The number of car shoppers who avoid U.S. brands because of perceived quality problems has reached a record low, according to a new study released today by J. D. Power and Associates.
In its annual Avoider survey, Power researchers found that the number of shoppers who avoid cars made by General Motors, Ford and Chrysler because of worries about reliability has dropped to 6 percent, the lowest ever. Meanwhile, the equivalent number of shoppers avoiding imported brands on quality grounds has risen to 14 percent, the highest level since the study began in 2003.
"The decline in avoidance of U.S. models due to their origin reflects a buy-American sentiment that surfaced as the economic recession led to domestic job losses and adversely affected major U.S. institutions such as the Detroit Big Three," said John Osborn, Power research director. "In addition, the quality, dependability and appeal of domestic models has improved during the past several years, as well, and this may also be a cause for declining avoidance."
In addition, the Power survey of 24,000 recent new-vehicle buyers turned up these points about why they avoided or chose a particular brand:
-- Perceptions of quality and reliability caused 43 percent of shoppers to avoid certain brands, the largest factor. Frequently, however, this perception was based on conventional wisdom or hearsay rather than reliability research from Power, Consumer Reports or elsewhere.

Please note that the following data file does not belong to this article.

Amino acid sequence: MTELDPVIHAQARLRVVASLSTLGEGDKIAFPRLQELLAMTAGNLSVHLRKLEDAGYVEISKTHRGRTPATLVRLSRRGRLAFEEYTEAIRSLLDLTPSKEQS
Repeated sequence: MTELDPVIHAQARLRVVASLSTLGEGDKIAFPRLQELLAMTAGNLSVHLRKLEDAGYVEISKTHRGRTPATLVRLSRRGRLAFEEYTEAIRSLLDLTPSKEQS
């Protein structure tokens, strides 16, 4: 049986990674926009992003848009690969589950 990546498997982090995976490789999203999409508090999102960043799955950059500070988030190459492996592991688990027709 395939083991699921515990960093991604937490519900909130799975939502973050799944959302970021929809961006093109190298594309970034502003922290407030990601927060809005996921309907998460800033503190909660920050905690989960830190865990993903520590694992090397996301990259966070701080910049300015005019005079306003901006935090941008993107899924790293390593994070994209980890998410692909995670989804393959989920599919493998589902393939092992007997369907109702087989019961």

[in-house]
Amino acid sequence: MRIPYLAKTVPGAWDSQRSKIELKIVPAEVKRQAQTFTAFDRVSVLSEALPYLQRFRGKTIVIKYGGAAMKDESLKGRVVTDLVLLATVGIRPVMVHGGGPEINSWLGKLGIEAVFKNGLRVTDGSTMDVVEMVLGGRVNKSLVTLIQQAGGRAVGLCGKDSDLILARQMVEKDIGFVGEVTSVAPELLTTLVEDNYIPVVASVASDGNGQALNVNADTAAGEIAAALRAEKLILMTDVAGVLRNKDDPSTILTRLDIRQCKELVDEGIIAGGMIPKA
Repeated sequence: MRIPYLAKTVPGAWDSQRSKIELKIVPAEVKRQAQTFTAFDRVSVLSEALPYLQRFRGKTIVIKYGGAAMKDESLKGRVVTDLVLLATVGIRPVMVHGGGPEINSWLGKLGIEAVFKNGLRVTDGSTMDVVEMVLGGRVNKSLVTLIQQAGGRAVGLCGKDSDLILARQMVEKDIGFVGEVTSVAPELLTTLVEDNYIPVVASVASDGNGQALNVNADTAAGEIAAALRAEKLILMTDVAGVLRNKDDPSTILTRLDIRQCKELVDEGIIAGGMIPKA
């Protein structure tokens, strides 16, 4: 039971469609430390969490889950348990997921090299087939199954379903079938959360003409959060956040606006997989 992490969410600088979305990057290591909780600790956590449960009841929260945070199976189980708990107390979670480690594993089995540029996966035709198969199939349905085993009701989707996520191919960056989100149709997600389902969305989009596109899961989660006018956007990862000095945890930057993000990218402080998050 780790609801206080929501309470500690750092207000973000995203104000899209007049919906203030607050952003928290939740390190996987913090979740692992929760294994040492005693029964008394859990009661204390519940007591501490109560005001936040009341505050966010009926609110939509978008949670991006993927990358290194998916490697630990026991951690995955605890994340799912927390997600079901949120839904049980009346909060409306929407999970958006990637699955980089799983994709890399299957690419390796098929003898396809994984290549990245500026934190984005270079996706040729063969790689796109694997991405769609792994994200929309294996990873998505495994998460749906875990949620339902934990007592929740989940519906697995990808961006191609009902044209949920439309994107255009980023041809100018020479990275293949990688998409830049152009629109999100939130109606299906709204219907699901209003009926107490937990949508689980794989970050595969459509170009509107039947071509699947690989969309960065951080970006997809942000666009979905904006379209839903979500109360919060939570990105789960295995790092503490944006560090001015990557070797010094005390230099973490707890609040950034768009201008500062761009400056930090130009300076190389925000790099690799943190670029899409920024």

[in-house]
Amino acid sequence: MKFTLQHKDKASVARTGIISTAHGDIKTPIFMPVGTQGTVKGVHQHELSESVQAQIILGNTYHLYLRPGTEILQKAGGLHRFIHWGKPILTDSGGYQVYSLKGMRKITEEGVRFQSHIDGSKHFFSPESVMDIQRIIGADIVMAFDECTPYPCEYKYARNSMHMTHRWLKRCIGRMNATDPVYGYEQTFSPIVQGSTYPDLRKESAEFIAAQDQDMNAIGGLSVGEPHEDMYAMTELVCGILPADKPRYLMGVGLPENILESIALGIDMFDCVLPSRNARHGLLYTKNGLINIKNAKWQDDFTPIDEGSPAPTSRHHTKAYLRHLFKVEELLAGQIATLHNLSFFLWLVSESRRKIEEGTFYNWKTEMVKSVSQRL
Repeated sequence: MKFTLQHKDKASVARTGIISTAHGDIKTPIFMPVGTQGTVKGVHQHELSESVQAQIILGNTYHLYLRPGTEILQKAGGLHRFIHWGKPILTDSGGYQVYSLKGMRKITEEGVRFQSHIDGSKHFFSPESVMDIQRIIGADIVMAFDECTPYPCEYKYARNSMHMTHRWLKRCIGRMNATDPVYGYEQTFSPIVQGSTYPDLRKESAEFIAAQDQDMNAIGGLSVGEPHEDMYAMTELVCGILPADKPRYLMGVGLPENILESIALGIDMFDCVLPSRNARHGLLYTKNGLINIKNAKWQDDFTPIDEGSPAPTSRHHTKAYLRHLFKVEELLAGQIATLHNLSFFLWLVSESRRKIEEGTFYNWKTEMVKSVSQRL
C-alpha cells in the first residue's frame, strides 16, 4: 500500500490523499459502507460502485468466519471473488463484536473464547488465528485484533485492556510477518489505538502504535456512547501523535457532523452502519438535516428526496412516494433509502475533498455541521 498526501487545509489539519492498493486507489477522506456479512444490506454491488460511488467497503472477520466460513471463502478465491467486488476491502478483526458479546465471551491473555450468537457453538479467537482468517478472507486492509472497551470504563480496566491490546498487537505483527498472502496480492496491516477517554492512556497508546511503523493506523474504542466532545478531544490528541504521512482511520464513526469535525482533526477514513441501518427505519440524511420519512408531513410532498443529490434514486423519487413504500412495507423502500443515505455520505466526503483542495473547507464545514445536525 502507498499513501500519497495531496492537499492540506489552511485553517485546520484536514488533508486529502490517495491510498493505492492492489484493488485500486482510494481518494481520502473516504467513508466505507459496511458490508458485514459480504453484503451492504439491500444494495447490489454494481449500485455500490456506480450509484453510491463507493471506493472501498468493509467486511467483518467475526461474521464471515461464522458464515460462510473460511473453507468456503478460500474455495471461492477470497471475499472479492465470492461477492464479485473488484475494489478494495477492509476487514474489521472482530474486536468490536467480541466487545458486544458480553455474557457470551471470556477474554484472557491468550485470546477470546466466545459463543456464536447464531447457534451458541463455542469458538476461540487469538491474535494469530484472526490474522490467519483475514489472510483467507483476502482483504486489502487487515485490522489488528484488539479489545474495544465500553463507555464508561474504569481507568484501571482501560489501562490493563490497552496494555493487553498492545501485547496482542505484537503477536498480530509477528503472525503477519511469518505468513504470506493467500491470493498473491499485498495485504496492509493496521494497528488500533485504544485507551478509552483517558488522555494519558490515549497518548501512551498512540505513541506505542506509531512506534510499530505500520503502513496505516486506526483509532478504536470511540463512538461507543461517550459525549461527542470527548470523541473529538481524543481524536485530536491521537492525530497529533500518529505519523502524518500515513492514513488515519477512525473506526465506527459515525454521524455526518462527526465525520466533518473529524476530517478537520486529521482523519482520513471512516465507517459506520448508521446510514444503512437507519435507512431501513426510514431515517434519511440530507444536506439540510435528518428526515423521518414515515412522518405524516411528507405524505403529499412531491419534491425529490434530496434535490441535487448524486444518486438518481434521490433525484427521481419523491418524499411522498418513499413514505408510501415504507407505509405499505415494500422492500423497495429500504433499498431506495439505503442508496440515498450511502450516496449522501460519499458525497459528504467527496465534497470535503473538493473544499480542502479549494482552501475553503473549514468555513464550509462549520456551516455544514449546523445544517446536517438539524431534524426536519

-- Among attractions for particular brands, gas mileage now has become No. 1, topping even reliability and exterior styling.
-- The emphasis on gas mileage in addition to environmental impact led a rising number of shoppers to consider -- though not always to buy -- electric cars Chevrolet Volt and Nissan Leaf plus the best-known hybrid, the Toyota Prius.
Top reasons for considering these models differed, however. Those who looked at the Volt liked the image it projects. Leaf shoppers liked low maintenance cost and those considering Prius cited reliability.
Reasons for avoiding these models also differed. Volt avoiders cited the high price ($41,000 before a $7,500 federal tax credit.) Avoiders of the Leaf and Prius said they disliked the exterior styling.
Overall, however, the perception that U.S. brands are equal or better in quality is the big news here. Not long ago, many buyers of Honda and Toyota models cited those cars' reliability and said they would never buy an American car again.